Education Funding Task Force Adopted Spending Plan Source: Joint Task Force on Education Funding, Education Funding Task Force Adopted Spending Plan Source: Joint Task Force on Education Funding, Final Report, 12/12 23

Initial Mc. Cleary Basic Education Investment 2013 -15 Operating Budget Billions $5 $4 $3 Initial Mc. Cleary Basic Education Investment 2013 -15 Operating Budget Billions $5 $4 $3 $2 $1 $0 25

2015 -17 Operating Budget Proposal 26 2015 -17 Operating Budget Proposal 26

Gov. Inslee 2015 -17 Budget Proposal K-12 Education Policy Enhancements Basic Education (HB 2776) Gov. Inslee 2015 -17 Budget Proposal K-12 Education Policy Enhancements Basic Education (HB 2776) $1. 3 billion MSOC $751. 8 million Full-Day Kindergarten $107. 6 million K-3 Class Size $448. 1 million Promoting Student Success $40. 7 million High School Graduation Rates $18. 1 million High-Quality Teaching/Instructional Leadership $30. 4 million Compensation $596. 6 million K-12 Total $1. 99 billion 27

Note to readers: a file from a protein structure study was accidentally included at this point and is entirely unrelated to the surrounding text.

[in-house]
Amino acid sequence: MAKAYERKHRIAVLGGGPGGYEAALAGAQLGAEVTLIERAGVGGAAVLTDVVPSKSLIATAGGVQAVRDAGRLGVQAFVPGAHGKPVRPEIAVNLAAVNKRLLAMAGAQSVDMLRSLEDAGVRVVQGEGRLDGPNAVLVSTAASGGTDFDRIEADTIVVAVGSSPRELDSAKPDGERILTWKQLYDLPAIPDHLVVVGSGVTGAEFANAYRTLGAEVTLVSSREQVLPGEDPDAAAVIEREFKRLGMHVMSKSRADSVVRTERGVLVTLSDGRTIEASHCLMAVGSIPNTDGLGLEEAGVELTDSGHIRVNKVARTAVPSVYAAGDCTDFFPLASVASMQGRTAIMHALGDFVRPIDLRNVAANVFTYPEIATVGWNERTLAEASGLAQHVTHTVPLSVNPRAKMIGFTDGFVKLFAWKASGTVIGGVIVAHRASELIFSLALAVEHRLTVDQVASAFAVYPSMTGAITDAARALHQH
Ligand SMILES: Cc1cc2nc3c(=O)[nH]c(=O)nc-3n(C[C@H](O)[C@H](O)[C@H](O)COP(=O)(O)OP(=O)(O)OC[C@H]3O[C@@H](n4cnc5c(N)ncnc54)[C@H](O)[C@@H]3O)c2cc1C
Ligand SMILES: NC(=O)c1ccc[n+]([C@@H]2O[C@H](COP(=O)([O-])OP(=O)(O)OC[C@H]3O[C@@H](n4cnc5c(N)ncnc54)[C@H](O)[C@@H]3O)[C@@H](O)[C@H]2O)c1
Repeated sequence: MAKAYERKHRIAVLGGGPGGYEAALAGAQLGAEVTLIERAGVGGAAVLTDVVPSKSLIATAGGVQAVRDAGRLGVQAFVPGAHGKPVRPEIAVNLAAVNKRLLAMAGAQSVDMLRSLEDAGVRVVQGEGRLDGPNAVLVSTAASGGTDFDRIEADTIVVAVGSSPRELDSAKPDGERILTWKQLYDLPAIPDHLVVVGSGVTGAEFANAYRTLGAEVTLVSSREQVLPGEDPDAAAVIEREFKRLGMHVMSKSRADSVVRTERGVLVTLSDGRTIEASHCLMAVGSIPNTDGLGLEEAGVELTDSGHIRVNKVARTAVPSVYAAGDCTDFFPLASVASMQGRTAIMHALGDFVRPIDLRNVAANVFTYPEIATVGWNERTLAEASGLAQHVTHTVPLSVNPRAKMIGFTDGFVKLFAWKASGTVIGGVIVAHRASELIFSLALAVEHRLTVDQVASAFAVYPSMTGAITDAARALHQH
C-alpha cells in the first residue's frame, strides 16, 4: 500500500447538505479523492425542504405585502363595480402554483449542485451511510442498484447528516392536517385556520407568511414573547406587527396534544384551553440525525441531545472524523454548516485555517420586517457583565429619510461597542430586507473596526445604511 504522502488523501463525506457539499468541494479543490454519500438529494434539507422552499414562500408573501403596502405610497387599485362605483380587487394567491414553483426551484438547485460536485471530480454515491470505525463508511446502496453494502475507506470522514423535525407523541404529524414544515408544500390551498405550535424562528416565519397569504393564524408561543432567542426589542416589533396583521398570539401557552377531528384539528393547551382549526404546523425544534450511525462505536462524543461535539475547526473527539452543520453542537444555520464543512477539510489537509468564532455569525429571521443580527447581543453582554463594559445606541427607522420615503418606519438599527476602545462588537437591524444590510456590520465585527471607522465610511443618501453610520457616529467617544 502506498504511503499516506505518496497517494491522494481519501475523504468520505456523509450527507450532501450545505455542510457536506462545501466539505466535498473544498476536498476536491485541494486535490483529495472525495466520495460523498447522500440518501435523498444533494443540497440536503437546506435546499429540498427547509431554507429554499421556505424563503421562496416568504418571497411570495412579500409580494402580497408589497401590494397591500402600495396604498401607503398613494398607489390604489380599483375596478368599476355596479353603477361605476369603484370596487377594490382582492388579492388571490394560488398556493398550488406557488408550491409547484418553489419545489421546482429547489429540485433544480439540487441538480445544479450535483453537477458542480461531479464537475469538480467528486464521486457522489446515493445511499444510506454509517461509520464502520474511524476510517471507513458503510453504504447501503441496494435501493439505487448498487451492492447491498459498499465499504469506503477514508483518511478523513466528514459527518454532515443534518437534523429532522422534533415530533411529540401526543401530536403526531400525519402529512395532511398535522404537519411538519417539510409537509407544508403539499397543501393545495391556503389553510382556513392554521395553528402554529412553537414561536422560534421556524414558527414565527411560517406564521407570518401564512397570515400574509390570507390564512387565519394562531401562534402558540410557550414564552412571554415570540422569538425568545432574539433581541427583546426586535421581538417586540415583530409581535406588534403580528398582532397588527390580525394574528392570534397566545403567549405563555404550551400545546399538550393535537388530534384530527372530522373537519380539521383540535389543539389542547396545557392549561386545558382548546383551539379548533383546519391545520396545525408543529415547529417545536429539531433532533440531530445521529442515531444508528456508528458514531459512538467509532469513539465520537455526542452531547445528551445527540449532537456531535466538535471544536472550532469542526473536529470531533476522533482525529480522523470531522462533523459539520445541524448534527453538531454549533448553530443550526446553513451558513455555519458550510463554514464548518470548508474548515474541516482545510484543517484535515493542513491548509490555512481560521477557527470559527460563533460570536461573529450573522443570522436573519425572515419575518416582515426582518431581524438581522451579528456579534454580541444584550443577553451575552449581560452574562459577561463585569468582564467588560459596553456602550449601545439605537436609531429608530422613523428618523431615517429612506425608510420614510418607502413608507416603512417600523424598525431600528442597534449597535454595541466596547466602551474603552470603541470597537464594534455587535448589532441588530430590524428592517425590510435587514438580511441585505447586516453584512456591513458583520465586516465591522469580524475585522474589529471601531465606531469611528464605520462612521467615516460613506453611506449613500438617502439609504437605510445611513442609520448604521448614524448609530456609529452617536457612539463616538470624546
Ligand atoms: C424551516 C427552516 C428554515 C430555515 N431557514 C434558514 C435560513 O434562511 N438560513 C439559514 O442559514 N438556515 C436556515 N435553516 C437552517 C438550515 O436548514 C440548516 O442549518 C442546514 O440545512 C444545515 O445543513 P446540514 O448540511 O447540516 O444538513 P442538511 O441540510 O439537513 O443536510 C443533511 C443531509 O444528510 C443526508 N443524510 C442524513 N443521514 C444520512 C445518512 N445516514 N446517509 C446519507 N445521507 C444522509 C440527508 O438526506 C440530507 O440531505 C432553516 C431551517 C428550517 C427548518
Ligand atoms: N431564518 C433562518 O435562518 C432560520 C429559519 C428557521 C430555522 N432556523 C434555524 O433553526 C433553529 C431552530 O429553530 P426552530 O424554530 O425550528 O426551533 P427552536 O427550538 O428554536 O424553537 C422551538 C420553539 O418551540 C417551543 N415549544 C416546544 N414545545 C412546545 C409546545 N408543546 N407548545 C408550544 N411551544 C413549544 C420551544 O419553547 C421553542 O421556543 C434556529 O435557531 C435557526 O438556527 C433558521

Gov. Inslee 2015 -17 Budget Proposal Basic Education Enhancement, HB 2776 Source: OFM, 12/14 Gov. Inslee 2015 -17 Budget Proposal Basic Education Enhancement, HB 2776 Source: OFM, 12/14

2015 -17 Operating Budget Proposal 29 2015 -17 Operating Budget Proposal 29

Superintendent Dorn 2015 -17 Budget Proposal K-12 Education Policy Enhancements Basic Education (HB 2261/HB Superintendent Dorn 2015 -17 Budget Proposal K-12 Education Policy Enhancements Basic Education (HB 2261/HB 2776) $7. 2 billion Basic Education: CTE $169, 800, 000 High School Graduation Rates ($29, 360, 000) Dropout Prevention/Student Support $31, 730, 000 Technology Literacy $139, 000 Professional Learning Support System $10, 990, 000 Wa. KIDS Grants $1, 492, 000 Bus Depreciation $676, 604 Seattle Children’s Hospital $931, 378 Student Information/Customer Support $410, 700 Data Privacy $442, 000 CTE Course Equivalency $250, 000 Certification Fee Increase $1, 787, 000 PESB Cut ($594, 704) 0. 41 30